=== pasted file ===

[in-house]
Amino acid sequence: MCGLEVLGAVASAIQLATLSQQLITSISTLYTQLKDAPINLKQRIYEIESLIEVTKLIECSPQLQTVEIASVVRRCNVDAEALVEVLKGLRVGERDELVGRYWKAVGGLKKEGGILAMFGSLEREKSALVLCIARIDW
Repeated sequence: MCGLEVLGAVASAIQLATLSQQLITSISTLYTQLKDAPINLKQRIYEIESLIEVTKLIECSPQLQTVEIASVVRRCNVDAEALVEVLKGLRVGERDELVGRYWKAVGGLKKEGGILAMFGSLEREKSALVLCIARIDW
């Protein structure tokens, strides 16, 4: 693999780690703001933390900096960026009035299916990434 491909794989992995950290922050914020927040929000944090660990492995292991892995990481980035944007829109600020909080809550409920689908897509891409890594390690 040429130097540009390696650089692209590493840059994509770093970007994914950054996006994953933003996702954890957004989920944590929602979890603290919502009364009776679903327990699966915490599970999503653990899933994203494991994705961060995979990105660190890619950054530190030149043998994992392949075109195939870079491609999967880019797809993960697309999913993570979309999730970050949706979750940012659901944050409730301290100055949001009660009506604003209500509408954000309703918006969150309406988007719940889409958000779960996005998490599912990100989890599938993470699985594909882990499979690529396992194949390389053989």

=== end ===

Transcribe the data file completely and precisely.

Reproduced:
[in-house]
Amino acid sequence: MCGLEVLGAVASAIQLATLSQQLITSISTLYTQLKDAPINLKQRIYEIESLIEVTKLIECSPQLQTVEIASVVRRCNVDAEALVEVLKGLRVGERDELVGRYWKAVGGLKKEGGILAMFGSLEREKSALVLCIARIDW
Repeated sequence: MCGLEVLGAVASAIQLATLSQQLITSISTLYTQLKDAPINLKQRIYEIESLIEVTKLIECSPQLQTVEIASVVRRCNVDAEALVEVLKGLRVGERDELVGRYWKAVGGLKKEGGILAMFGSLEREKSALVLCIARIDW
């Protein structure tokens, strides 16, 4: 693999780690703001933390900096960026009035299916990434 491909794989992995950290922050914020927040929000944090660990492995292991892995990481980035944007829109600020909080809550409920689908897509891409890594390690 040429130097540009390696650089692209590493840059994509770093970007994914950054996006994953933003996702954890957004989920944590929602979890603290919502009364009776679903327990699966915490599970999503653990899933994203494991994705961060995979990105660190890619950054530190030149043998994992392949075109195939870079491609999967880019797809993960697309999913993570979309999730970050949706979750940012659901944050409730301290100055949001009660009506604003209500509408954000309703918006969150309406988007719940889409958000779960996005998490599912990100989890599938993470699985594909882990499979690529396992194949390389053989």